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«1 Christopher Jobes, 2Jacob Carr and 3Joseph DuCarme 1,2 Research Engineer, 3Research Scientist The National Institute for Occupational Safety and ...»

-- [ Page 1 ] --

Evaluation of an Advanced Proximity Detection

System for Continuous Mining Machines

1

Christopher Jobes, 2Jacob Carr

and 3Joseph DuCarme

1,2

Research Engineer, 3Research Scientist

The National Institute for Occupational Safety and Health

626 Cochran’s Mill Road, Pittsburgh, PA 15236

E-mail: chris.jobes@cdc.hhs.gov, jacob.carr@cdc.hhs.gov,

joseph.ducarme@cdc.hhs.gov

Abstract

Researchers at the National Institute for Occupational Safety and Health

(NIOSH) are advancing the emerging technology of electromagnetic proximity detection, which provides a promising means of protecting workers around any machinery that presents striking, pinning or entanglement hazards.

This technology is particularly applicable to mobile underground mining equipment such as remote-control continuous mining machines, which offer perhaps the most difficult safety challenges in the mining industry. The operators of these machines must maintain constant vigilance to keep themselves and others near the machine safe. Tragically, striking and pinning accidents involving continuous mining machines occur every year causing severe injuries and claiming lives. Proximity detection technology has been effectively implemented for other types of equipment in underground and surface mining as well as in other industries. However, applying this technology to remote-control continuous mining machines presents uniquely difficult challenges. Due to visibility and space limitations, the machine operator must routinely work in very close proximity to the machine. In order to protect miners without preventing them from doing their jobs or causing nuisance alarms, NIOSH is now developing intelligent proximity detection technology. This technology accurately determines worker position relative to the machine and responds by intelligently issuing situation-specific alarms to warn the operator or disabling situation-specific machine functions to protect the operator from machine movements that could result in injury. In this paper, the authors review existing proximity warning technologies, describe ongoing NIOSH research on an intelligent proximity warning system, and summarize current test results. The NIOSH-developed intelligent system has the potential to have a significant impact on the mining industry by greatly advancing the state-of-the-art in proximity detection technology, leading to increased operator safety, and reducing the frequency of injuries and fatalities.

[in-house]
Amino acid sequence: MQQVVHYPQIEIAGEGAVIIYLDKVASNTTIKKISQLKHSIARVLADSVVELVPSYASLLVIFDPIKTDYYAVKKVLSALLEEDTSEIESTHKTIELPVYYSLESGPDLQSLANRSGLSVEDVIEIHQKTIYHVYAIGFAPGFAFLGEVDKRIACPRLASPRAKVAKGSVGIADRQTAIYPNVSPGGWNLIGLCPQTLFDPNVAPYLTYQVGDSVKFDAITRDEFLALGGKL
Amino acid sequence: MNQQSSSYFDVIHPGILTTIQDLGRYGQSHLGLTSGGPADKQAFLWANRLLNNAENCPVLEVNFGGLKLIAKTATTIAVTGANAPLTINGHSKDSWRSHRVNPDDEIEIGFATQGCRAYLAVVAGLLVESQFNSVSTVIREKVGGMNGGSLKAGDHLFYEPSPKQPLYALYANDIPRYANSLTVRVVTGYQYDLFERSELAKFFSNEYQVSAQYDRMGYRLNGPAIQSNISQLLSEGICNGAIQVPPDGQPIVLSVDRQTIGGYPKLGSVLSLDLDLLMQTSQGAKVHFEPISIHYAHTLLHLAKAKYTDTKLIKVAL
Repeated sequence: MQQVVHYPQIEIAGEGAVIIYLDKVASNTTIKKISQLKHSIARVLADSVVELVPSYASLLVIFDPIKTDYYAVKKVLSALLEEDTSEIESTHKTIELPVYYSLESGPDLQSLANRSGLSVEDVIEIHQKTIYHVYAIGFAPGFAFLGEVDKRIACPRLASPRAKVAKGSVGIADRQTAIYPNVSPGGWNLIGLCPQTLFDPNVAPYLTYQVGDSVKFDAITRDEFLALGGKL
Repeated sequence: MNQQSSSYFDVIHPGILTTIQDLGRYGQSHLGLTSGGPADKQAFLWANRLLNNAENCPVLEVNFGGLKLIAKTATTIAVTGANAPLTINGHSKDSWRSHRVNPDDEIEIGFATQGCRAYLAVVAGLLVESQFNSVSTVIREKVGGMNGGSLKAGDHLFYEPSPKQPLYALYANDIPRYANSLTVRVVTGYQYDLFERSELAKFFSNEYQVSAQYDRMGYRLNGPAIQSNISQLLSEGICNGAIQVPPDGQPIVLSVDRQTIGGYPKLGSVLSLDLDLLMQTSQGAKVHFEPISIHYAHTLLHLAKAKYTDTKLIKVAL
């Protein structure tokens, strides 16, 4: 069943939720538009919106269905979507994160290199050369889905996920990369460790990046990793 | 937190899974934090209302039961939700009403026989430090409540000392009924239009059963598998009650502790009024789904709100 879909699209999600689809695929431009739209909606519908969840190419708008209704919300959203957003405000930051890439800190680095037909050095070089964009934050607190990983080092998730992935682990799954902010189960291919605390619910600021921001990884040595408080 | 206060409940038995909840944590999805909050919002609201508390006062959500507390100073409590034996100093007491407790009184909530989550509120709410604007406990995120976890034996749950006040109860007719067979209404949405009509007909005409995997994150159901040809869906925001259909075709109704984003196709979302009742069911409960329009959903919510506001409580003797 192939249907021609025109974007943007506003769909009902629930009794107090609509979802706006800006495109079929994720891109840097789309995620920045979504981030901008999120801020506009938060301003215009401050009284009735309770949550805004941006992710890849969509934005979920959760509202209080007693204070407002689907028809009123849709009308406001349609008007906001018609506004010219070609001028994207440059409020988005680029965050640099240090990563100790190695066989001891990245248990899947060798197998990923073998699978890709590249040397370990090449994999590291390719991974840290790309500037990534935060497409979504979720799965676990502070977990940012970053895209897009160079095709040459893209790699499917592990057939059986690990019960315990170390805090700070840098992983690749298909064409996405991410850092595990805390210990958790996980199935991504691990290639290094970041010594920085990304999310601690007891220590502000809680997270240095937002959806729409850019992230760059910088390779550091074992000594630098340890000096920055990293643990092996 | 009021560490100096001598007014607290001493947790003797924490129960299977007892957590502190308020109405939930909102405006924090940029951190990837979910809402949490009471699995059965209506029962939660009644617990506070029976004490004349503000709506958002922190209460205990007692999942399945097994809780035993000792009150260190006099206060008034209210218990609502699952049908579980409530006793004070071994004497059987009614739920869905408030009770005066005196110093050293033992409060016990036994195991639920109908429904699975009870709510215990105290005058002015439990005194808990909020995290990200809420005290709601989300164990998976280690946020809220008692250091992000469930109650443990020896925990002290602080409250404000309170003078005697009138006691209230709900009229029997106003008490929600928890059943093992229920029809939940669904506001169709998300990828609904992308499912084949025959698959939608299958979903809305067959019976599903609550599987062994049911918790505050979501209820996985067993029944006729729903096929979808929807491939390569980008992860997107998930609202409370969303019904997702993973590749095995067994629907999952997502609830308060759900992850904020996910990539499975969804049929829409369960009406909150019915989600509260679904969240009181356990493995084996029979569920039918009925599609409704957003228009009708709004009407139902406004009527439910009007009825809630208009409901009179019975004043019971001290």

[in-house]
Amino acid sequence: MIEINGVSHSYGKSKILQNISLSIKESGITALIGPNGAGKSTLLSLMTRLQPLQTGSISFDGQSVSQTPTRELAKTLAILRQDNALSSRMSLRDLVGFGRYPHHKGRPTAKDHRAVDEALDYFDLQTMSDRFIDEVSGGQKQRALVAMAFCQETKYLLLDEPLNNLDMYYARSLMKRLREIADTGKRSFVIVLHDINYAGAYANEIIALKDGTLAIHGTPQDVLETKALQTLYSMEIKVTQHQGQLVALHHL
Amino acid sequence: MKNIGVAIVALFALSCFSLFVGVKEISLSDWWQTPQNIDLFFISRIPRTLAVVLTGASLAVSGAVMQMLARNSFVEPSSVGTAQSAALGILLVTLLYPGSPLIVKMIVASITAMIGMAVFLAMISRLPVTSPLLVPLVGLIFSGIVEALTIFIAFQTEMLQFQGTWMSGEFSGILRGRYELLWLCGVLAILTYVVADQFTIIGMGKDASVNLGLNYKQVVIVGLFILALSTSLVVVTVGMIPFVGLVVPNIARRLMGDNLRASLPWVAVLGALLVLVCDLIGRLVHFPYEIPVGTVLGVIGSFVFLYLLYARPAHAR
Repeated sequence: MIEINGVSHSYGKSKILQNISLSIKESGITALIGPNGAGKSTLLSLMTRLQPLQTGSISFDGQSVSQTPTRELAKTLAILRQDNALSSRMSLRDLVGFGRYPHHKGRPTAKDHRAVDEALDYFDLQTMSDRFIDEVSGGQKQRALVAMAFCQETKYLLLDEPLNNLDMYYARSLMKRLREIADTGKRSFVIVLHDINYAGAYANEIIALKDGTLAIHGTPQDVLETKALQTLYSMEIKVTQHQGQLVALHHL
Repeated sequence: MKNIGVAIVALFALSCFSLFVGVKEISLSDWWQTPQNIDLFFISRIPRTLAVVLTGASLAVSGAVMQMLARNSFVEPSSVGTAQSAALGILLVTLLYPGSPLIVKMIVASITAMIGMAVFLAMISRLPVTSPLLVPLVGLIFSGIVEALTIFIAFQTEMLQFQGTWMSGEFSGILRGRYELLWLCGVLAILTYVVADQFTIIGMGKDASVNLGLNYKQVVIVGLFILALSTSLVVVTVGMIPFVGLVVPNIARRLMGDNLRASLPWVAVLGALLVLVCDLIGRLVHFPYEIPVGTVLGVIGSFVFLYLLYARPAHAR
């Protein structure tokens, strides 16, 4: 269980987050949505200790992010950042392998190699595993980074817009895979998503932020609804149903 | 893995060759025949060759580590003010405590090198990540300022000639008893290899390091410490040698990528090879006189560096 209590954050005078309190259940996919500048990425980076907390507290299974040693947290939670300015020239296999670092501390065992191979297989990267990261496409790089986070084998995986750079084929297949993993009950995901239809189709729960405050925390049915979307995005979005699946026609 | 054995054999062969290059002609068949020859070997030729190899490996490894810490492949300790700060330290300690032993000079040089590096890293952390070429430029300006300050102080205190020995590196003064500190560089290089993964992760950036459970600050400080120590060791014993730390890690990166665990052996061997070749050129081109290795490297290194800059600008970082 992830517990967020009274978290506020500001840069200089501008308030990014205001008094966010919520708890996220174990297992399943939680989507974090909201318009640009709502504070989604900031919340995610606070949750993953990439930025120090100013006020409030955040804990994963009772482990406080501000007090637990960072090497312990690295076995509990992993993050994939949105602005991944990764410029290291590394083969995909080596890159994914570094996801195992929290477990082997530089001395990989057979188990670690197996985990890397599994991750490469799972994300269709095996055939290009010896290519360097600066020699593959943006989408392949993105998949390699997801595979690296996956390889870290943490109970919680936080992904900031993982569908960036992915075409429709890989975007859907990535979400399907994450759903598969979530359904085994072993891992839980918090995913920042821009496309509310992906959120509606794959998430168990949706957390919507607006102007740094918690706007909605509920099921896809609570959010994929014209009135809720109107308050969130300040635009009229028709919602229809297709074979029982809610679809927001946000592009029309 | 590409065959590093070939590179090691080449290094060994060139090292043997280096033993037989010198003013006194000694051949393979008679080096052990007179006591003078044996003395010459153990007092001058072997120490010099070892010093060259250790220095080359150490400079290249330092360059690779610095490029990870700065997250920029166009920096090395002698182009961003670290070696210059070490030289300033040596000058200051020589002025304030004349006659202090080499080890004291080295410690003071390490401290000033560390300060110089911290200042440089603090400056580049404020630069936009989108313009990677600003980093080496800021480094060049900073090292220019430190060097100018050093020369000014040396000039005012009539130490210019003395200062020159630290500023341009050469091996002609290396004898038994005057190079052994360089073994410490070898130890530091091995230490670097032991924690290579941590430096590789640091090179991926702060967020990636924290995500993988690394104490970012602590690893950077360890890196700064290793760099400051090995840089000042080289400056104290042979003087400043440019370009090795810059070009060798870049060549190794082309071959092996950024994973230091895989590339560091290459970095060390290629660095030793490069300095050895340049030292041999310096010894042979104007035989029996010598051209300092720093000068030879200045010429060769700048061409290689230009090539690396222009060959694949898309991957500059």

Introduction Operating large mobile equipment such as a continuous mining machine (CMM), shown in Figure 1, is a hazardous job that workers perform in underground coal mining operations. Some of the conditions which make this hazardous are the potential for roof falls, the close proximity of large moving machinery, decreased visibility due to low lighting and high dust levels, and high noise levels. In addition to the task of cutting coal from the face, continuous mining machine operators must focus attention on their own position, the location of other crewmembers, and the proximity of the machine to the crew. There are unsafe areas that the remote-control continuous mining machine operators and other workers must avoid. Some areas are clearly defined, such as beyond supported top which is defined by the last row of bolts supporting the roof. Recent NIOSH research by Bartels et al. (2009) identified safe and unsafe zones for the operator near the continuous mining machine. Since the mining environment is dynamic, creating physical barriers to keep operators out of the unsafe zones is not feasible.

Figure 1: Continuous Mining Machine In the past, operation of continuous mining machines was performed from the machine cab in a seated position. In the 1980s, new technology enabled the transition to remote-control of the mining machinery. By removing the operator from the machine cab, several safety hazards associated with having the operator near the coal face were alleviated. With remote-control capability, the operators are now free to position themselves for better safety and better visibility of the workplace. Typically, the operator positions themselves behind and to one side of the machine during cutting operations. During tramming, the operator walks near the rear of the machine in high coal seams where the machine is less of an obstruction. In low coal seams, the operator trams the continuous mining machine while walking or crawling in front of it. This difference is because the operator cannot see over the machine from the rear.